VL - 25
SN - 0162-8828
CP - 5
M3 - 10.1109/TPAMI.2003.1195989
ER -
TY - CONF
T1 - PXML: a probabilistic semistructured data model and algebra
T2 - Data Engineering, 2003. Proceedings. 19th International Conference on
Y1 - 2003
A1 - Hung,E.
A1 - Getoor, Lise
A1 - V.S. Subrahmanian
KW - algebra;
KW - data
KW - databases;
KW - instances;
KW - model;
KW - models;
KW - probabilistic
KW - processing;
KW - PXML;
KW - query
KW - relational
KW - semistructured
KW - structures;
KW - tree
KW - XML;
AB - Despite the recent proliferation of work on semistructured data models, there has been little work to date on supporting uncertainty in these models. We propose a model for probabilistic semistructured data (PSD). The advantage of our approach is that it supports a flexible representation that allows the specification of a wide class of distributions over semistructured instances. We provide two semantics for the model and show that the semantics are probabilistically coherent. Next, we develop an extension of the relational algebra to handle probabilistic semistructured data and describe efficient algorithms for answering queries that use this algebra. Finally, we present experimental results showing the efficiency of our algorithms.
JA - Data Engineering, 2003. Proceedings. 19th International Conference on
M3 - 10.1109/ICDE.2003.1260814
ER -
TY - CONF
T1 - Rank constrained recognition under unknown illuminations
T2 - Analysis and Modeling of Faces and Gestures, 2003. AMFG 2003. IEEE International Workshop on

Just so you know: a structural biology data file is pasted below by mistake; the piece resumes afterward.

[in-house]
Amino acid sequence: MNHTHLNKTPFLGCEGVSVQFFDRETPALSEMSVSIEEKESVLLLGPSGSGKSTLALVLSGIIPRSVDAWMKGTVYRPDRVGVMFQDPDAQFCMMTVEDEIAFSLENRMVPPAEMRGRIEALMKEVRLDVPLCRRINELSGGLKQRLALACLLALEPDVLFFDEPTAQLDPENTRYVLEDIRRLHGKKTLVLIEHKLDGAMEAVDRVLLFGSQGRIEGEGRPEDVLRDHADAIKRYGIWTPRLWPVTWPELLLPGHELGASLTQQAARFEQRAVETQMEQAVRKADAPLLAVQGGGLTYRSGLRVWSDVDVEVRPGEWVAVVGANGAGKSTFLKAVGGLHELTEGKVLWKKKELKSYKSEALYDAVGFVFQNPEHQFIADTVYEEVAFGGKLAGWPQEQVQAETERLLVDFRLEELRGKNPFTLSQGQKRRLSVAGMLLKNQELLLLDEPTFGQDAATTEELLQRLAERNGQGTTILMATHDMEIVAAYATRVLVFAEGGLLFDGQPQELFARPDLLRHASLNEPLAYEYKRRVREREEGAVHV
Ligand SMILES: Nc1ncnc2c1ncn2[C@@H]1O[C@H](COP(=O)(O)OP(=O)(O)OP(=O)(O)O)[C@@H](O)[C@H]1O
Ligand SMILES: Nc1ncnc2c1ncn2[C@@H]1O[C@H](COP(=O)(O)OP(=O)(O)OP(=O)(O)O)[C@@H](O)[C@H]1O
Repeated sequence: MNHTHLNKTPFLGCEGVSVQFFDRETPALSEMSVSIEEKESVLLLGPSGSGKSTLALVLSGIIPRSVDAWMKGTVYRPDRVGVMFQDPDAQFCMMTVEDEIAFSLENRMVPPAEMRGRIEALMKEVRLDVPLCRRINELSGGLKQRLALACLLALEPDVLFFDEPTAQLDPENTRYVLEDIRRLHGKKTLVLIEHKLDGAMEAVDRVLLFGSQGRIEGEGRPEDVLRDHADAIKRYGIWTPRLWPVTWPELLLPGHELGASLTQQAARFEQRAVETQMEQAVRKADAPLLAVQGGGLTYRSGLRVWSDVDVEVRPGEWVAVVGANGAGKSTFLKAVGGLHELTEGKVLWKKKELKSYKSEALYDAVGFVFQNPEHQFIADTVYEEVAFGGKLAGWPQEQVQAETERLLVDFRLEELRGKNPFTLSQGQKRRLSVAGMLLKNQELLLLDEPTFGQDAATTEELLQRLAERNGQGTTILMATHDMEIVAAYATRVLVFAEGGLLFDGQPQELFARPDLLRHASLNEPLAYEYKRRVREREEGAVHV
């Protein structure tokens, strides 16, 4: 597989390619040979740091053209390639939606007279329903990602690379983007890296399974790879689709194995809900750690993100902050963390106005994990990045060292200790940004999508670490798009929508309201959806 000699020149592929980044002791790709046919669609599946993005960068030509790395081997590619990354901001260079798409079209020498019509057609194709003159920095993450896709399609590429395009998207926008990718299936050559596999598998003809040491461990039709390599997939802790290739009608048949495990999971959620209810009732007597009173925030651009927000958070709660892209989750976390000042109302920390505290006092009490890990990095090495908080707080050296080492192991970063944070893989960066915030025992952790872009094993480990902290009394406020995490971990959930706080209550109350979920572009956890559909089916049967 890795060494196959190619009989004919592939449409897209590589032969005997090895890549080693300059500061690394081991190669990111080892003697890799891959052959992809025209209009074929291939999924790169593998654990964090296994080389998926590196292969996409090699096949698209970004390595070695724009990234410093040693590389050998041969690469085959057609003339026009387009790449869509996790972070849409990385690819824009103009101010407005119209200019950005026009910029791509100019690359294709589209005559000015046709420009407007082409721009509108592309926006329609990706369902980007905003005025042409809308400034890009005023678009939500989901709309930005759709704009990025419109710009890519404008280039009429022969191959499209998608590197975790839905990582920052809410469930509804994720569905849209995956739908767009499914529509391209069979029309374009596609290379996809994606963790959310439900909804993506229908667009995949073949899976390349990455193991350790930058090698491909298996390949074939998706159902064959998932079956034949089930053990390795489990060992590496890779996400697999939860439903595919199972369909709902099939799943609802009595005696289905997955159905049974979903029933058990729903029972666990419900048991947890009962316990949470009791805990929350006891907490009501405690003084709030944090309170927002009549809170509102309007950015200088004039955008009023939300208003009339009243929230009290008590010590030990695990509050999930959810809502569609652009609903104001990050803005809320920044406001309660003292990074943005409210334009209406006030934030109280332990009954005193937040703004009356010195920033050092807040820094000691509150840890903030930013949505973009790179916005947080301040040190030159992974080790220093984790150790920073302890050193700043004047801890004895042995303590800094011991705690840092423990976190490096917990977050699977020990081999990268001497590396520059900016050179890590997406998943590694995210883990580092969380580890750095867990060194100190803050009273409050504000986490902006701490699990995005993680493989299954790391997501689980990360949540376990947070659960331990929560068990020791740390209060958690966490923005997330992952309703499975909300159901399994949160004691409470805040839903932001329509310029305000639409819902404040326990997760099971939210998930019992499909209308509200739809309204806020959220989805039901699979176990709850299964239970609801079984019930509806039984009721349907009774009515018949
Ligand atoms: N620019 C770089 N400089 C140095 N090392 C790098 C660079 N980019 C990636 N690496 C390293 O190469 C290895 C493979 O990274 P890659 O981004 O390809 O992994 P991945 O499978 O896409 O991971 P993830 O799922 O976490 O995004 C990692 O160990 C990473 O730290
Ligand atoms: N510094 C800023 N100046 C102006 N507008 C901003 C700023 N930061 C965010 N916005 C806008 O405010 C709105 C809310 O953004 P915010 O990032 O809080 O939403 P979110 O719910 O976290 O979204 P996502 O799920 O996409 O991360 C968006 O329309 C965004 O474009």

Y1 - 2003
A1 - Zhou, S.
A1 - Chellapa, Rama
KW - albedo
KW - approach;
KW - constrained
KW - database;
KW - databases;
KW - decomposition;
KW - factorization
KW - field;
KW - illumination
KW - image;
KW - information;
KW - Lambertian
KW - lighting;
KW - model;
KW - object
KW - object-specific
KW - PIE
KW - rank
KW - recognition;
KW - reflectance
KW - samples;
KW - singular
KW - three-dimensional
KW - two-dimensional
KW - value
KW - variations;
KW - visual
AB - Recognition under illumination variations is a challenging problem. The key is to successfully separate the illumination source from the observed appearance. Once separated, what remains is invariant to illuminant and appropriate for recognition. Most current efforts employ a Lambertian reflectance model with varying albedo field ignoring both attached and cast shadows, but restrict themselves by using object-specific samples, which undesirably deprives them of recognizing new objects not in the training samples. Using rank constraints on the albedo and the surface normal, we accomplish illumination separation in a more general setting, e.g., with class-specific samples via a factorization approach. In addition, we handle shadows (both attached and cast ones) by treating them as missing values, and resolve the ambiguities in the factorization method by enforcing integrability. As far as recognition is concerned, a bootstrap set which is just a collection of two-dimensional image observations can be utilized to avoid the explicit requirement that three-dimensional information be available. Our approaches produce good recognition results as shown in our experiments using the PIE database.